U.S. House votes to kill BLM rule that Garfield commissioners are fighting
The U.S. House of Representatives voted to kill a recent Bureau of Land Management public lands planning rule that Garfield County commissioners have derided as undercutting their influence.
Garfield County banded together with six other counties in December to file a lawsuit against the BLM over Planning 2.0.
BLM promoted the initiative as a vehicle to broaden citizens’ input on public lands planning, while Garfield commissioners balked at what they said were subtle but momentous shifts built into Planning 2.0. Commissioners were primarily concerned that these changes eroded the influence of local governments in land use planning.
Planning 2.0 “aims to increase public involvement and incorporate the most current data and technology into our land use planning,” according to the BLMs webpage on the initiative. “By implementing these improvements, the BLM endeavors to enhance the way that it involves the public in its planning efforts, including measures to provide earlier, easier, and more meaningful participation.
“The proposed changes support the BLM’s shift to science-based, landscape-scale approaches to resource management while increasing opportunities for early engagement by state and local government, Tribes, partner agencies, stakeholders, and the public.”
Commissioner Tom Jankovsky, who approved of the House’s move, is confident the U.S. Senate will go the same direction and render the counties’ lawsuit unnecessary.
To roll back Planning 2.0, the House used the Congressional Review Act, which allows the legislative branch to rescind executive actions within 60 days of the president’s signing.
Though he has little doubt the Senate will also vote to rescind Planning 2.0, Jankovsky said he hopes the vote doesn’t go strictly down party lines but attracts the support of Western Democratic senators.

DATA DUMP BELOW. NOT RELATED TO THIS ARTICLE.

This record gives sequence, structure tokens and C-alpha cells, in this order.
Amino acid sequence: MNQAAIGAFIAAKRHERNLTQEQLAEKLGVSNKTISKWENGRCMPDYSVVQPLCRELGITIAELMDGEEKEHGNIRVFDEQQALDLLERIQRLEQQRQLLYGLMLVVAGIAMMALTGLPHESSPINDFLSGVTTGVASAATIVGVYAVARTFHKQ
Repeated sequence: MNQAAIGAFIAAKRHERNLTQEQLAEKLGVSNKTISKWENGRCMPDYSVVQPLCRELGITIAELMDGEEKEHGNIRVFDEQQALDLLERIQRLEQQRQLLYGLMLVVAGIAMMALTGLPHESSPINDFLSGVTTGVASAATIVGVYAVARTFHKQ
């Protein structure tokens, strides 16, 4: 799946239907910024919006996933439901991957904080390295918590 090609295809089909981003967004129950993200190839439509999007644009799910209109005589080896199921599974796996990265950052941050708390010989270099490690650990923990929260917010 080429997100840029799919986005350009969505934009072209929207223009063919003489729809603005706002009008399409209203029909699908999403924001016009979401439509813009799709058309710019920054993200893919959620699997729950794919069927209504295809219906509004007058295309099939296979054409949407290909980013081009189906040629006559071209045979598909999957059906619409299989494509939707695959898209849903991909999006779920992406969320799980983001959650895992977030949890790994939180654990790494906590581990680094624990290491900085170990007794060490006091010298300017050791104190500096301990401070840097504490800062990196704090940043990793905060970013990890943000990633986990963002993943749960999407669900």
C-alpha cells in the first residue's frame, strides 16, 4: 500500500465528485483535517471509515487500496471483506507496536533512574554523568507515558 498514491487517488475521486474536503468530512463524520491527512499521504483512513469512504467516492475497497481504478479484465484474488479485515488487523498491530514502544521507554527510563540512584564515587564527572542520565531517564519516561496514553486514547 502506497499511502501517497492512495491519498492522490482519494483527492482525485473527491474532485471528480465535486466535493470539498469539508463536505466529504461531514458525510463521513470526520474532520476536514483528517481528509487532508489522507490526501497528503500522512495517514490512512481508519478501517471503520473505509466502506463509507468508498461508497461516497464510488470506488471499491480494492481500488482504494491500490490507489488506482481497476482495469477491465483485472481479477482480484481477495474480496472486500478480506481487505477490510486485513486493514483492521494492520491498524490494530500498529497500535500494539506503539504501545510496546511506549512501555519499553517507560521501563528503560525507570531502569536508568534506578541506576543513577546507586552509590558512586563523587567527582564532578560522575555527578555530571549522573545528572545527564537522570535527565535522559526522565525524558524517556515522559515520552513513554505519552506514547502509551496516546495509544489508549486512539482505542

Either way, if the proposal passes in the Senate, it will be a cheaper route than the lawsuit, he said.
Jankovsky has said the rule changes moved the BLM away from the multiuse, sustainable yield mandate toward conservationism. “And I strongly believe in multiple-use on public lands, which includes conservation.”
Planning 2.0 would supersede the 1976 Federal Lands Policy and Management Act, which was passed by Congress, he said.
He and the other Garfield County commissioners were also incredulous that these changes were allowed to come down through administrative decision rather than coming through Congress.
“It didn’t even go through the (National Environmental Protection Act) process, but through webinars,” said Jankovsky.
“This is the first step to a totalitarian government, having bureaucrat planners making legislation through administrative process.”
Planning 2.0 also turns the federal government’s “coordination” requirement on its head, he said.
The federal government has been required to keep its land use rules consistent with local government rules. But this role reversal leaves the counties chasing the BLM’s changing rules.
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